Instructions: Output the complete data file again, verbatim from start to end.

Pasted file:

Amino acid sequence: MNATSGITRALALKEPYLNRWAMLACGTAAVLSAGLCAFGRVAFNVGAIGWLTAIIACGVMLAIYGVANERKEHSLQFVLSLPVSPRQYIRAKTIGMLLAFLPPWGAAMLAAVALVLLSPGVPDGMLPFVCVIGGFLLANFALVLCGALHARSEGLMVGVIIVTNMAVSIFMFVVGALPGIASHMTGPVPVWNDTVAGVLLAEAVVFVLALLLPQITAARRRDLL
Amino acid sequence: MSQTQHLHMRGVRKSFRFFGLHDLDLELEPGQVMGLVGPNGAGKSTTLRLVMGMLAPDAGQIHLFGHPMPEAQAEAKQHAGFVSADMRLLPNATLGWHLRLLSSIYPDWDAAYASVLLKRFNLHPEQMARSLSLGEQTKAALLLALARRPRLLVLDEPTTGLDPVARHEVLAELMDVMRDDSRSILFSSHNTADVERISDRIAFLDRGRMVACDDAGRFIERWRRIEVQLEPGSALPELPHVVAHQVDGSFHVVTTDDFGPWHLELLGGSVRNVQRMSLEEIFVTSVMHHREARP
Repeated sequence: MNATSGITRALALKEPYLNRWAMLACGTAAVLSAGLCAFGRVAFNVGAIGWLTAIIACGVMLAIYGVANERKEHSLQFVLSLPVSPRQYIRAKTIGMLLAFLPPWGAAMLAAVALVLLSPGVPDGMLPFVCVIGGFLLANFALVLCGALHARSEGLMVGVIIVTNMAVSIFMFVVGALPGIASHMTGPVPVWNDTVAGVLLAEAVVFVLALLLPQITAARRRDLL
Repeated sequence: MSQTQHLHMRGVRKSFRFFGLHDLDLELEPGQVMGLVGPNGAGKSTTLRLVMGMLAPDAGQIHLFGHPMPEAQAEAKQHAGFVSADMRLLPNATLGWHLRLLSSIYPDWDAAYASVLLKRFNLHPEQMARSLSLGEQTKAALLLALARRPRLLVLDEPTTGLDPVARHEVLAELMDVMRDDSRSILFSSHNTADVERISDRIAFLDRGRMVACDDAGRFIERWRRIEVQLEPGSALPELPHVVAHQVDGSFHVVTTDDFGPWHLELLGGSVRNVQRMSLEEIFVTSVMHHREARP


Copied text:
Amino acid sequence: MNATSGITRALALKEPYLNRWAMLACGTAAVLSAGLCAFGRVAFNVGAIGWLTAIIACGVMLAIYGVANERKEHSLQFVLSLPVSPRQYIRAKTIGMLLAFLPPWGAAMLAAVALVLLSPGVPDGMLPFVCVIGGFLLANFALVLCGALHARSEGLMVGVIIVTNMAVSIFMFVVGALPGIASHMTGPVPVWNDTVAGVLLAEAVVFVLALLLPQITAARRRDLL
Amino acid sequence: MSQTQHLHMRGVRKSFRFFGLHDLDLELEPGQVMGLVGPNGAGKSTTLRLVMGMLAPDAGQIHLFGHPMPEAQAEAKQHAGFVSADMRLLPNATLGWHLRLLSSIYPDWDAAYASVLLKRFNLHPEQMARSLSLGEQTKAALLLALARRPRLLVLDEPTTGLDPVARHEVLAELMDVMRDDSRSILFSSHNTADVERISDRIAFLDRGRMVACDDAGRFIERWRRIEVQLEPGSALPELPHVVAHQVDGSFHVVTTDDFGPWHLELLGGSVRNVQRMSLEEIFVTSVMHHREARP
Repeated sequence: MNATSGITRALALKEPYLNRWAMLACGTAAVLSAGLCAFGRVAFNVGAIGWLTAIIACGVMLAIYGVANERKEHSLQFVLSLPVSPRQYIRAKTIGMLLAFLPPWGAAMLAAVALVLLSPGVPDGMLPFVCVIGGFLLANFALVLCGALHARSEGLMVGVIIVTNMAVSIFMFVVGALPGIASHMTGPVPVWNDTVAGVLLAEAVVFVLALLLPQITAARRRDLL
Repeated sequence: MSQTQHLHMRGVRKSFRFFGLHDLDLELEPGQVMGLVGPNGAGKSTTLRLVMGMLAPDAGQIHLFGHPMPEAQAEAKQHAGFVSADMRLLPNATLGWHLRLLSSIYPDWDAAYASVLLKRFNLHPEQMARSLSLGEQTKAALLLALARRPRLLVLDEPTTGLDPVARHEVLAELMDVMRDDSRSILFSSHNTADVERISDRIAFLDRGRMVACDDAGRFIERWRRIEVQLEPGSALPELPHVVAHQVDGSFHVVTTDDFGPWHLELLGGSVRNVQRMSLEEIFVTSVMHHREARP